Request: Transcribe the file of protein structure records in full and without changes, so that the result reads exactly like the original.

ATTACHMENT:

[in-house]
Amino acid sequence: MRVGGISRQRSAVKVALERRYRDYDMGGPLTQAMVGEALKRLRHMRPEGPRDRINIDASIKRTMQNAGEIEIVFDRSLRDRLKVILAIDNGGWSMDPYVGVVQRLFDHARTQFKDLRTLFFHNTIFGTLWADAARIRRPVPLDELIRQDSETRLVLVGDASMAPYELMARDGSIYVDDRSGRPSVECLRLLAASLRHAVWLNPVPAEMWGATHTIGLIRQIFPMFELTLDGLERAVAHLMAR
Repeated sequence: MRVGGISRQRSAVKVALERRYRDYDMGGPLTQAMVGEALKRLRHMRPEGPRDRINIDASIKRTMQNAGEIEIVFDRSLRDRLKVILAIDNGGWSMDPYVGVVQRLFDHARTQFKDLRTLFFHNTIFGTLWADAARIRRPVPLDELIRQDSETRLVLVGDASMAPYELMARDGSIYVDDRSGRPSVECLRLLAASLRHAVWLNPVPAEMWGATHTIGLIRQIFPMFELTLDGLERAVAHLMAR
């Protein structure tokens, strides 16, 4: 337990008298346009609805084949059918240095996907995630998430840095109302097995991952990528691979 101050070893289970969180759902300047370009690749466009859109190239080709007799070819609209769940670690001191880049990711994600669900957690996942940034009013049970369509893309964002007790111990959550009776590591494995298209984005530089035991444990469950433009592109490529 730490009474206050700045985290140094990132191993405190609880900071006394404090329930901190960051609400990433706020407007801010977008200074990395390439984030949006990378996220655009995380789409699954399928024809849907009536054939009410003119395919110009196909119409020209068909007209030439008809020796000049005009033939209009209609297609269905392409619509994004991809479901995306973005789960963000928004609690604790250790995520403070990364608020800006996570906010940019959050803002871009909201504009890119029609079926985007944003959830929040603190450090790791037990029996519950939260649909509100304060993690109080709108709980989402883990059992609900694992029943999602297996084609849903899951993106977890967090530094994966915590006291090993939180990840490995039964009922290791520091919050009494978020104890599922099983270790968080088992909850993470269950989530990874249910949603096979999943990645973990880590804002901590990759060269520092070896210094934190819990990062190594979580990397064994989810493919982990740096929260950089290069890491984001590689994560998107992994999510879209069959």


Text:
[in-house]
Amino acid sequence: MRVGGISRQRSAVKVALERRYRDYDMGGPLTQAMVGEALKRLRHMRPEGPRDRINIDASIKRTMQNAGEIEIVFDRSLRDRLKVILAIDNGGWSMDPYVGVVQRLFDHARTQFKDLRTLFFHNTIFGTLWADAARIRRPVPLDELIRQDSETRLVLVGDASMAPYELMARDGSIYVDDRSGRPSVECLRLLAASLRHAVWLNPVPAEMWGATHTIGLIRQIFPMFELTLDGLERAVAHLMAR
Repeated sequence: MRVGGISRQRSAVKVALERRYRDYDMGGPLTQAMVGEALKRLRHMRPEGPRDRINIDASIKRTMQNAGEIEIVFDRSLRDRLKVILAIDNGGWSMDPYVGVVQRLFDHARTQFKDLRTLFFHNTIFGTLWADAARIRRPVPLDELIRQDSETRLVLVGDASMAPYELMARDGSIYVDDRSGRPSVECLRLLAASLRHAVWLNPVPAEMWGATHTIGLIRQIFPMFELTLDGLERAVAHLMAR
């Protein structure tokens, strides 16, 4: 337990008298346009609805084949059918240095996907995630998430840095109302097995991952990528691979 101050070893289970969180759902300047370009690749466009859109190239080709007799070819609209769940670690001191880049990711994600669900957690996942940034009013049970369509893309964002007790111990959550009776590591494995298209984005530089035991444990469950433009592109490529 730490009474206050700045985290140094990132191993405190609880900071006394404090329930901190960051609400990433706020407007801010977008200074990395390439984030949006990378996220655009995380789409699954399928024809849907009536054939009410003119395919110009196909119409020209068909007209030439008809020796000049005009033939209009209609297609269905392409619509994004991809479901995306973005789960963000928004609690604790250790995520403070990364608020800006996570906010940019959050803002871009909201504009890119029609079926985007944003959830929040603190450090790791037990029996519950939260649909509100304060993690109080709108709980989402883990059992609900694992029943999602297996084609849903899951993106977890967090530094994966915590006291090993939180990840490995039964009922290791520091919050009494978020104890599922099983270790968080088992909850993470269950989530990874249910949603096979999943990645973990880590804002901590990759060269520092070896210094934190819990990062190594979580990397064994989810493919982990740096929260950089290069890491984001590689994560998107992994999510879209069959």